My car is set up for quite a bit higher fuel pressure when it was originally designed for. Stock, it is suppose to be 45psi. I doubled that to 90psi by modifying the pressure regulator. I also installed smaller injectors to compensate for the increased fuel flow. The end result is the short and long term fuel trim's are close to zero with the modified system. As a consequence of this high pressure my fuel pump is probably pushing its limit on fuel pressure. When I turn the alternator off, I go from a bit over 15 volts to about 13 volts and over time it slowly drops down from 13 volts. I never figured out why disabling the alternator sowed a slight drop in mpg until one day I checked the fuel pressure and saw it dropped about 7 psi when I switched the alternator off. This now makes sense because my obd2 scanner shows a corresponding increase in short term fuel trim when I kill the alternator. I believe the drop in fuel pressure is made up for by slightly increasing the injector duty cycle. The net result is the same amount of fuel delivered to the engine, but my MPG gauge shows a slight drop in fuel economy with the alternator off. Since the computer calculated mpg by reading injector duty cycle, among other things, this is not surprising. the MPG gauge's computer THINKS I am using more fuel although I am not. I think the drop in the fuel economy gauge is a fake drop.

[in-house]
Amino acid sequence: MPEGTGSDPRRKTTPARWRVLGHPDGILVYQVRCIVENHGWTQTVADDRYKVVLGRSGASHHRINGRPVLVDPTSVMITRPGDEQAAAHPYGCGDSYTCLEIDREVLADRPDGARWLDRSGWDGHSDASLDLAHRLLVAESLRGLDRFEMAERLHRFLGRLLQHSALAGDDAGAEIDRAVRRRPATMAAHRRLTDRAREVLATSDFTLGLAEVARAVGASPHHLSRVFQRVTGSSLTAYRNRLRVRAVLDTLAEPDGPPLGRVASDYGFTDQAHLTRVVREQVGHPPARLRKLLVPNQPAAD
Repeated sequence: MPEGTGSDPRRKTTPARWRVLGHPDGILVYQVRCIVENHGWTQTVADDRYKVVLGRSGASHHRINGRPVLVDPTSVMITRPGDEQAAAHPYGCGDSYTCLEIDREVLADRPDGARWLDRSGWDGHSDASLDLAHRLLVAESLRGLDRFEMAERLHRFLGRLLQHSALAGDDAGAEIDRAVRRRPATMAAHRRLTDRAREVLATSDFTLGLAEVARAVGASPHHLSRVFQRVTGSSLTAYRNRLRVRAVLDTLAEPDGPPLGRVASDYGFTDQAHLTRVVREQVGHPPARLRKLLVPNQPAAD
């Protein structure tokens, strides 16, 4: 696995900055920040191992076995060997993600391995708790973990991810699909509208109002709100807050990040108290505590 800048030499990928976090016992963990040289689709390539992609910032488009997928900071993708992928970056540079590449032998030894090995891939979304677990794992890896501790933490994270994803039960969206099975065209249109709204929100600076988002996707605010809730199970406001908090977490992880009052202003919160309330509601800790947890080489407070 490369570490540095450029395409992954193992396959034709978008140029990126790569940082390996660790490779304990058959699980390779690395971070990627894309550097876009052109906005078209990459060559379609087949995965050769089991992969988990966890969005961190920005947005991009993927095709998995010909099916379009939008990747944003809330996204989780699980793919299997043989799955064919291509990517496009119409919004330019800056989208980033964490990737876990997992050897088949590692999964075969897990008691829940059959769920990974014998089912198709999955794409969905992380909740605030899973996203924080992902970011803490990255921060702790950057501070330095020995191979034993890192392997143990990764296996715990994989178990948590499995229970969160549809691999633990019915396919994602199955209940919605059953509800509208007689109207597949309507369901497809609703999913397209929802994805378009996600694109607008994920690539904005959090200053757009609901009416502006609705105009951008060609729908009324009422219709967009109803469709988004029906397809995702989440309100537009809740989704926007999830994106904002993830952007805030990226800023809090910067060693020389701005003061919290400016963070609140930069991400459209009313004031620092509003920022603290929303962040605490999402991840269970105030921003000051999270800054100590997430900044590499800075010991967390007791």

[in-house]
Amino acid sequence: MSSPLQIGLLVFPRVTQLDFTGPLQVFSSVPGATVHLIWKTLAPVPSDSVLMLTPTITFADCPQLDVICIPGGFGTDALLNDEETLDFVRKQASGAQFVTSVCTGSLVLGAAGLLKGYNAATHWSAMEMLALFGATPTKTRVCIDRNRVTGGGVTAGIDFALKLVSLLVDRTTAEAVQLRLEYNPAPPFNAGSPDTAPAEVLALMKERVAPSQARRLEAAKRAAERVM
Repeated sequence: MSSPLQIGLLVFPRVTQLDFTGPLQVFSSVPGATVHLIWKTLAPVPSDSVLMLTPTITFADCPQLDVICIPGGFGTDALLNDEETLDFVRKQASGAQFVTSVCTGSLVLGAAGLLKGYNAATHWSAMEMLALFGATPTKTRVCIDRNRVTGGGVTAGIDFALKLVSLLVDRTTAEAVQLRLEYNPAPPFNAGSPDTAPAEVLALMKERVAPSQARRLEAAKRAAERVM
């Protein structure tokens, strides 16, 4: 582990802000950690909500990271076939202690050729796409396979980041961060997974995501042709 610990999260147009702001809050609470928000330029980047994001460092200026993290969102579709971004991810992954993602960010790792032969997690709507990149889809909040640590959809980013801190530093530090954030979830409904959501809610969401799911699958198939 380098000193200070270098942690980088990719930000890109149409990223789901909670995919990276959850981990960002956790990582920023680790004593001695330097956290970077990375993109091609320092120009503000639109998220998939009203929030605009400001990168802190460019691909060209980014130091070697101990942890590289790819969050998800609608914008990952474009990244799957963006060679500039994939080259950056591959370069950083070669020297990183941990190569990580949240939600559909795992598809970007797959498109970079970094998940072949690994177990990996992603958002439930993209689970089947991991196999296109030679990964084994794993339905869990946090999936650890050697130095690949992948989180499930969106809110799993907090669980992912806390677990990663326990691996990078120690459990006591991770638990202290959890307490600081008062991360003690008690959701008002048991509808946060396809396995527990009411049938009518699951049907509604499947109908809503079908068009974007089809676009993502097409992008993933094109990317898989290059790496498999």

In reality when I fill up the tank and calculator my mpg by miles driven vs fuel used, it always comes out to a few increased mpg's when I disable the alternator as much as possible. Which is contrary to what my mpg gauge says... This is a fluke in the MPG gauge and mpg computer system for my car because of my fuel pump being pushed to it's limit.